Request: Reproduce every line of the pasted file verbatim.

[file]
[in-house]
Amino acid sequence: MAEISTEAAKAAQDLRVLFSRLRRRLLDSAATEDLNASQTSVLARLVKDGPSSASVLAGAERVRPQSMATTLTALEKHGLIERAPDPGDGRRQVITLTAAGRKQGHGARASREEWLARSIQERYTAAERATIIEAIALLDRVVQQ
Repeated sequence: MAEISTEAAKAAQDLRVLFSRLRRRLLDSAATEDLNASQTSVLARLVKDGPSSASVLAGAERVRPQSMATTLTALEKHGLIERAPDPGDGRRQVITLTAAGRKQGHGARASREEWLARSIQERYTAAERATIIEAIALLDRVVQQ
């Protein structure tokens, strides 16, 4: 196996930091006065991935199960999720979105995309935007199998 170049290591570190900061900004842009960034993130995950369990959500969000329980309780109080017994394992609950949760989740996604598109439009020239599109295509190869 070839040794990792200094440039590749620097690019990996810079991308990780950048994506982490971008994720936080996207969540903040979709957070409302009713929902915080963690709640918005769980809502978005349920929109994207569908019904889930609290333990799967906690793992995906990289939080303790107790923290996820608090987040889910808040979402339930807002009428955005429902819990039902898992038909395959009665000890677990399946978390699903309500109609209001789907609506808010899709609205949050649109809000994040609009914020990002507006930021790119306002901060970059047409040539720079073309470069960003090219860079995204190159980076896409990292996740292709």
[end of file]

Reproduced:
[in-house]
Amino acid sequence: MAEISTEAAKAAQDLRVLFSRLRRRLLDSAATEDLNASQTSVLARLVKDGPSSASVLAGAERVRPQSMATTLTALEKHGLIERAPDPGDGRRQVITLTAAGRKQGHGARASREEWLARSIQERYTAAERATIIEAIALLDRVVQQ
Repeated sequence: MAEISTEAAKAAQDLRVLFSRLRRRLLDSAATEDLNASQTSVLARLVKDGPSSASVLAGAERVRPQSMATTLTALEKHGLIERAPDPGDGRRQVITLTAAGRKQGHGARASREEWLARSIQERYTAAERATIIEAIALLDRVVQQ
């Protein structure tokens, strides 16, 4: 196996930091006065991935199960999720979105995309935007199998 170049290591570190900061900004842009960034993130995950369990959500969000329980309780109080017994394992609950949760989740996604598109439009020239599109295509190869 070839040794990792200094440039590749620097690019990996810079991308990780950048994506982490971008994720936080996207969540903040979709957070409302009713929902915080963690709640918005769980809502978005349920929109994207569908019904889930609290333990799967906690793992995906990289939080303790107790923290996820608090987040889910808040979402339930807002009428955005429902819990039902898992038909395959009665000890677990399946978390699903309500109609209001789907609506808010899709609205949050649109809000994040609009914020990002507006930021790119306002901060970059047409040539720079073309470069960003090219860079995204190159980076896409990292996740292709």